Monday, May 10, 2010

A Tale of Two Drum Solos

I am not a drummer nor am I even a musician, so take this commentary with a grain of salt if you know more than I do about drums. But I tend to think that Neil Peart is one of the most overrated drummers ever. I mean, if all you listen to is classic rock and prog rock, then he is definitely a standout. But the minute you turn to jazz, he just seems way overproduced and laughably predictable.

Let's grab two videos from you tube and put them side by side.

Neil Peart has a gigillion piece drum set that completely surrounds him, a spectacular light show and a gigantic stadium screen behind him showing the audience his every move. Yet everything he does on this gigantic drum set falls squarely and predictably within a 4/4 time signature. Everything about this seems slick, clean and tame.
UPDATE: Case in point, the video was taken down from you tube for a copyright violation. It seems that Rush and Atlantic Records' astronomical profit margin from the DVD sales just isn't wide enough, so they've decided you can't even see a low quality version of it. Well, here is a website that still has it until the Atlantic copyright sharks take that one down as well.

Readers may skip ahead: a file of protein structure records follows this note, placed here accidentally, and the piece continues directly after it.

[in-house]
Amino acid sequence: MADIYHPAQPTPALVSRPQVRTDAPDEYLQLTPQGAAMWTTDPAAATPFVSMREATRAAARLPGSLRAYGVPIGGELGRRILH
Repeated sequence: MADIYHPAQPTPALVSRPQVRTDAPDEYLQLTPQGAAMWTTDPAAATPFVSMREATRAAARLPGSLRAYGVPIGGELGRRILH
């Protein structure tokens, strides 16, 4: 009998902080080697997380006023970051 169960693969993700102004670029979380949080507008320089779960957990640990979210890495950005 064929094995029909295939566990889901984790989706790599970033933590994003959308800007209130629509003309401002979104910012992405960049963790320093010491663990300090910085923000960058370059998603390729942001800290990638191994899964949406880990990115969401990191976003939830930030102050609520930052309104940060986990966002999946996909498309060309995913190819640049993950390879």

Jim Black is a jazz drummer who has a simple trap set and is playing to a small crowd in a nightclub. There is no light show and the camera angle doesn't show much. I have no idea if the guy is sticking to one time signature because I can't count it out in the first place. It is chaotic, unpredictable and dirty, yet he stops and starts on a dime with millisecond timing. Chaos becomes silence and then chaos again within one single second. I love it at the end where he tosses all of the drumsticks onto the kit and the sound of them hitting everything becomes part of the piece. At that point, the audience can't even tell when the piece ends (in a John Cage, "sound is music" sort of way).

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